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Exploring New Mexico’s Best-Preserved Ghost Towns

If you are fascinated by abandoned places and enjoy exploring forgotten history, then New Mexico is a treasure trove of ghost towns waiting to be discovered. One of the best-preserved ghost towns in New Mexico is Chloride, a charming and well-maintained town that offers a glimpse into the past.​

Chloride, New Mexico

Nestled in the picturesque hills of Sierra County, Chloride is a hidden gem that showcases the spirit of the old mining towns of the Wild West.​ The town was established in the late 1800s during the silver and gold mining boom, which attracted prospectors and adventurers seeking their fortune.​

Chloride stands out among other ghost towns in New Mexico due to its remarkable preservation efforts.​ Longtime resident Don Edmund operates the Pioneer Store Museum, a time capsule that was built in 1880 and has been meticulously preserved with its period merchandise.​ The museum offers a fascinating glimpse into the daily life of the pioneers who once called Chloride home.​ Nearby, you’ll find the Monte Cristo Saloon and Dance Hall, now an artist-run co-op, which adds to the authentic atmosphere of the town.​

Exploring Chloride is like stepping back in time.​ As you stroll down the main street, you can almost hear the echoes of the past and envision the bustling activity that once filled the town.​ The well-preserved buildings, including the Pioneer Store Museum and the Monte Cristo Saloon, are testaments to the resilience and character of the people who built and inhabited Chloride.

Visiting Chloride offers not only a chance to experience history but also an opportunity to support the local community.​ By patronizing the museum and the artist-run co-op, you are contributing to the preservation and revitalization of this remarkable ghost town.

A Road Trip through History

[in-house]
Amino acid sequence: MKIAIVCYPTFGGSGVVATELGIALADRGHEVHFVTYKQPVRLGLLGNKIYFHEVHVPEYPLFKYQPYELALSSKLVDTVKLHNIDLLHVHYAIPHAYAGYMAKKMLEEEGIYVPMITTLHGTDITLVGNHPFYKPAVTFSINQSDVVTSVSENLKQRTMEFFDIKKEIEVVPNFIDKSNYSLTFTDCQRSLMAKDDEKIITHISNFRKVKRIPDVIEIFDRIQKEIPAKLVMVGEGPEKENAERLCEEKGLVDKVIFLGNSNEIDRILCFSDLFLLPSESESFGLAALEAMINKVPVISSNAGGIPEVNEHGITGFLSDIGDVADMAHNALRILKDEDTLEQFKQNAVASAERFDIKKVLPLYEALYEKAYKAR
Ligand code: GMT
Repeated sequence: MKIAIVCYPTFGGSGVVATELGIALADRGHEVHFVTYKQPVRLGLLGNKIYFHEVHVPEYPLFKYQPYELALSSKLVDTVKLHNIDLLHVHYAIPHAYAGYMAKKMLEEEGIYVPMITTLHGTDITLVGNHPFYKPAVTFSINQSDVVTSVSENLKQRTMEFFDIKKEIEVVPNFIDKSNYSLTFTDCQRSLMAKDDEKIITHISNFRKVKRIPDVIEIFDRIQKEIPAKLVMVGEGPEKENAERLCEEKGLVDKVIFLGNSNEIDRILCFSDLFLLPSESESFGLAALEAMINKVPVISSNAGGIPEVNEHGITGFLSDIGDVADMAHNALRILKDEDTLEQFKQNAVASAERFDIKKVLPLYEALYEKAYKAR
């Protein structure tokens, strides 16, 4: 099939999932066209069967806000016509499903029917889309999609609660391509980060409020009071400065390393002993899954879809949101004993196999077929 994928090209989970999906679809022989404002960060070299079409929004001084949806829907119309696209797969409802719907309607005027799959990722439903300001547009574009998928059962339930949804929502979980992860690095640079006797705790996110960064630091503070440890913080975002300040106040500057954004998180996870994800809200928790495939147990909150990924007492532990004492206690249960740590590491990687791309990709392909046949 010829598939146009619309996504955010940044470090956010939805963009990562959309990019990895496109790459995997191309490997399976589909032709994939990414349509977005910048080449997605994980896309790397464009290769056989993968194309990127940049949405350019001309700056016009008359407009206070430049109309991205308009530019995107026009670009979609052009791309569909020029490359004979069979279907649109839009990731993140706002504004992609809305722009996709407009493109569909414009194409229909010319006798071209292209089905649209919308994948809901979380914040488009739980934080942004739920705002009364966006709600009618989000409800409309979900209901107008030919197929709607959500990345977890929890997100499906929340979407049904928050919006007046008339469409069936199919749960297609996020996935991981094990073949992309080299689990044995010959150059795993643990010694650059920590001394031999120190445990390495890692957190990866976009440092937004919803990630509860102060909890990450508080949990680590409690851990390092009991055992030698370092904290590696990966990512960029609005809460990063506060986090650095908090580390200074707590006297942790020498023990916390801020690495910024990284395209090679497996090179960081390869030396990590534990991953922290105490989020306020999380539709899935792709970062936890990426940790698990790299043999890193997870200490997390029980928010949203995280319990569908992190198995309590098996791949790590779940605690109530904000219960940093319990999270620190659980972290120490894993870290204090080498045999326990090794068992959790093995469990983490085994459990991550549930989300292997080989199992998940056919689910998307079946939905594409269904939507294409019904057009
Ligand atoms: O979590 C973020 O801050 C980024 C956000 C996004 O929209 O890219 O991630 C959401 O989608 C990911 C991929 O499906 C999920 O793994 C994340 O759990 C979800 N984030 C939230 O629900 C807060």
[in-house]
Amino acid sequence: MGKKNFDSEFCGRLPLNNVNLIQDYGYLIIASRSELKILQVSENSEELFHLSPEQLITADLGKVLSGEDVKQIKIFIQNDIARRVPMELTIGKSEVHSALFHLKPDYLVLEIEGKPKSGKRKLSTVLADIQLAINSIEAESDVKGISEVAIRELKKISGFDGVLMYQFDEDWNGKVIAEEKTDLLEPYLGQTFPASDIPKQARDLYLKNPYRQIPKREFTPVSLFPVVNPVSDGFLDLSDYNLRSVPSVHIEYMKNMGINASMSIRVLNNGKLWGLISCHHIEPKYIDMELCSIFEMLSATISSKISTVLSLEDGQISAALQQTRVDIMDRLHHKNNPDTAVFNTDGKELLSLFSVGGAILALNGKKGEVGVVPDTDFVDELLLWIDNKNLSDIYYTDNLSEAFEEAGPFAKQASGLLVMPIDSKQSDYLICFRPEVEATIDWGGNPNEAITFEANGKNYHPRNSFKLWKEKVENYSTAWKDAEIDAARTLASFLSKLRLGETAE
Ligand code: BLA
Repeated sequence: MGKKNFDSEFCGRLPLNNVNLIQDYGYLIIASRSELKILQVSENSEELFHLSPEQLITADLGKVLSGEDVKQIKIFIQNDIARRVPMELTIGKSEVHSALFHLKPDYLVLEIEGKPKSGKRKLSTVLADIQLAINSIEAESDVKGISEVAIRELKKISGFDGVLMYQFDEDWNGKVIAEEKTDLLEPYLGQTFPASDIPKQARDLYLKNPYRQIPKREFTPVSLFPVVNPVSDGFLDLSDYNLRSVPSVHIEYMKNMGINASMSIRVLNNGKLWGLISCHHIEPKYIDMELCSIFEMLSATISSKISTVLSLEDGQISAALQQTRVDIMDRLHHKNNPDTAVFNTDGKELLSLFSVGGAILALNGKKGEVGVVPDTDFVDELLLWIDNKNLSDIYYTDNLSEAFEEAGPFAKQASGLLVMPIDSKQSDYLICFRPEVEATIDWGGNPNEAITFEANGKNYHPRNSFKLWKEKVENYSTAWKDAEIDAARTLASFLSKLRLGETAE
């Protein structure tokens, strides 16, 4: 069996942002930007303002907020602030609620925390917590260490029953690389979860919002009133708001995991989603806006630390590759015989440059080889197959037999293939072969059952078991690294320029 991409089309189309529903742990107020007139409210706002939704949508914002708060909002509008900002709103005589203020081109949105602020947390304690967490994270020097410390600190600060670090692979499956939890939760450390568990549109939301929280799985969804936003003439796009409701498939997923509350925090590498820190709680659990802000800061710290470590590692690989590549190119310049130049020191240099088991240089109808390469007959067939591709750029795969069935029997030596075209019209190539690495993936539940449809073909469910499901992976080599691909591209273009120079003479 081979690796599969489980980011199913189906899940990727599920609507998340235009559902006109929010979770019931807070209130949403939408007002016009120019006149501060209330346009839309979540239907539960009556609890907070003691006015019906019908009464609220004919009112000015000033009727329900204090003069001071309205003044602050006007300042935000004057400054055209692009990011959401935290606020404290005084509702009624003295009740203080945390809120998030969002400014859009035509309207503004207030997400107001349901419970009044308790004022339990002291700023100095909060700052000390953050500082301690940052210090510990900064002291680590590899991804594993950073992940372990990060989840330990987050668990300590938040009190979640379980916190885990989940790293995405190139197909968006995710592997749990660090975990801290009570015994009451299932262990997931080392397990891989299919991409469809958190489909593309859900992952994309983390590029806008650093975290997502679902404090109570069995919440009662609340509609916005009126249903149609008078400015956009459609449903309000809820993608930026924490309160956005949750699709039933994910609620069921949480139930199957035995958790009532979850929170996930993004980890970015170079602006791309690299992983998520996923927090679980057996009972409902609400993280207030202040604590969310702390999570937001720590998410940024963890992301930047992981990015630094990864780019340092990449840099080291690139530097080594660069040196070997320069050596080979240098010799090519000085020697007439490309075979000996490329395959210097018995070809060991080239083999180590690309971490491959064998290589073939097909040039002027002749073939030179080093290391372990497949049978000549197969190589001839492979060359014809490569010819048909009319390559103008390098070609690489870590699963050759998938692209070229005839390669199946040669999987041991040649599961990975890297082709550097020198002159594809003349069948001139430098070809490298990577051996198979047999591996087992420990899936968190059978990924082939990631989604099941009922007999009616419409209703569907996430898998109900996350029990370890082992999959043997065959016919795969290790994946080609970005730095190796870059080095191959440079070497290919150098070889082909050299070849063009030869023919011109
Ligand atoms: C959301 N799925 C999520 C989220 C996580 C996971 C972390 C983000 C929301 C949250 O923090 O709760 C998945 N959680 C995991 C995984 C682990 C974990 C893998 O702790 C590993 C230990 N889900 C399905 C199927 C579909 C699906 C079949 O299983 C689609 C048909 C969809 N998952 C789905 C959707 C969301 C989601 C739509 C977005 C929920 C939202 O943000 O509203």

While Chloride is undoubtedly one of the best-preserved ghost towns in New Mexico, there are other notable options to explore in the state.​ Shakespeare, located near the Arizona border, is another well-preserved ghost town.​ Although it is now private property, you can still enjoy a road trip through the countryside and admire the town’s boundary.

Another fascinating ghost town is Mogollon, situated within the Gila National Forest.​ While not as fully preserved as Chloride, Mogollon still boasts a few well-preserved structures that you can explore.​ The town’s location within the scenic forest adds to the allure and makes it a great destination for nature lovers and history enthusiasts alike.​

Whether you choose to visit Chloride, Shakespeare, Mogollon, or any of the other ghost towns in New Mexico, be sure to check for opening hours and any special guidelines for visitors. Remember to respect private property and leave the ghost town as you found it, so future generations can also enjoy the unique experience of exploring these remnants of the past.​

Plan your road trip, pack your camera, and get ready to uncover the secrets of New Mexico’s best-preserved ghost towns.​ The rich history, well-preserved buildings, and picturesque landscapes are sure to make your journey an unforgettable adventure.​